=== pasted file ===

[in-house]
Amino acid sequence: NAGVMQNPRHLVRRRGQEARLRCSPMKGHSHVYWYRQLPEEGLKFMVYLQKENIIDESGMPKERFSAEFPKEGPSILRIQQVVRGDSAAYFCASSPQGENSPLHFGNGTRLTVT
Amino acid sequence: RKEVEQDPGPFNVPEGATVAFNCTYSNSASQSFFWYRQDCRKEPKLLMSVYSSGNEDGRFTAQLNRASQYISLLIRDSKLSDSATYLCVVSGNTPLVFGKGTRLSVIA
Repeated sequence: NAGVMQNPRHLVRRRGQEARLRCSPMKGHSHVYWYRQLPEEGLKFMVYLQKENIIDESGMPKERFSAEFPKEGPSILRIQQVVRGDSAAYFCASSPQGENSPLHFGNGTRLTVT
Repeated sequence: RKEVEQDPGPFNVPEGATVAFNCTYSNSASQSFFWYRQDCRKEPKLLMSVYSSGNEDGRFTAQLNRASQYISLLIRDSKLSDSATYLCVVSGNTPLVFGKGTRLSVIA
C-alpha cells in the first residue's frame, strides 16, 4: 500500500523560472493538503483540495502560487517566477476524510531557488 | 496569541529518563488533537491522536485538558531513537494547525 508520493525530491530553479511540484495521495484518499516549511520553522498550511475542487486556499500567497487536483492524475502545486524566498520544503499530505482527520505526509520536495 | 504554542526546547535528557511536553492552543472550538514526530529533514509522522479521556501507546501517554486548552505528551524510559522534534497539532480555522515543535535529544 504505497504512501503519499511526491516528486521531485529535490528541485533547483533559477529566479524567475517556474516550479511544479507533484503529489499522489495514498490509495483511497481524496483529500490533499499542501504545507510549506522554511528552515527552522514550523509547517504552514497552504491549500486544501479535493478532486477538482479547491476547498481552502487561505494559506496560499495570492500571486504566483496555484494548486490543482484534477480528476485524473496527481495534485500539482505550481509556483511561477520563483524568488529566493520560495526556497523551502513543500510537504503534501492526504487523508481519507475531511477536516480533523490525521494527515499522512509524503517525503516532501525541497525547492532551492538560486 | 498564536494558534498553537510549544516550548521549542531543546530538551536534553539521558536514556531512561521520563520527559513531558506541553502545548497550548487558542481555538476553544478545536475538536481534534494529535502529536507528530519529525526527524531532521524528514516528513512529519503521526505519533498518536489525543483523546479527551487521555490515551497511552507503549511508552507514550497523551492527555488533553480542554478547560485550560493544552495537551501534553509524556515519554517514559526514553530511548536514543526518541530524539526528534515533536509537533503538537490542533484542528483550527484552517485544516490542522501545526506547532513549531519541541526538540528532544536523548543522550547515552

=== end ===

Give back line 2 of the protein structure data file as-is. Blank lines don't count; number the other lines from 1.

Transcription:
Amino acid sequence: NAGVMQNPRHLVRRRGQEARLRCSPMKGHSHVYWYRQLPEEGLKFMVYLQKENIIDESGMPKERFSAEFPKEGPSILRIQQVVRGDSAAYFCASSPQGENSPLHFGNGTRLTVT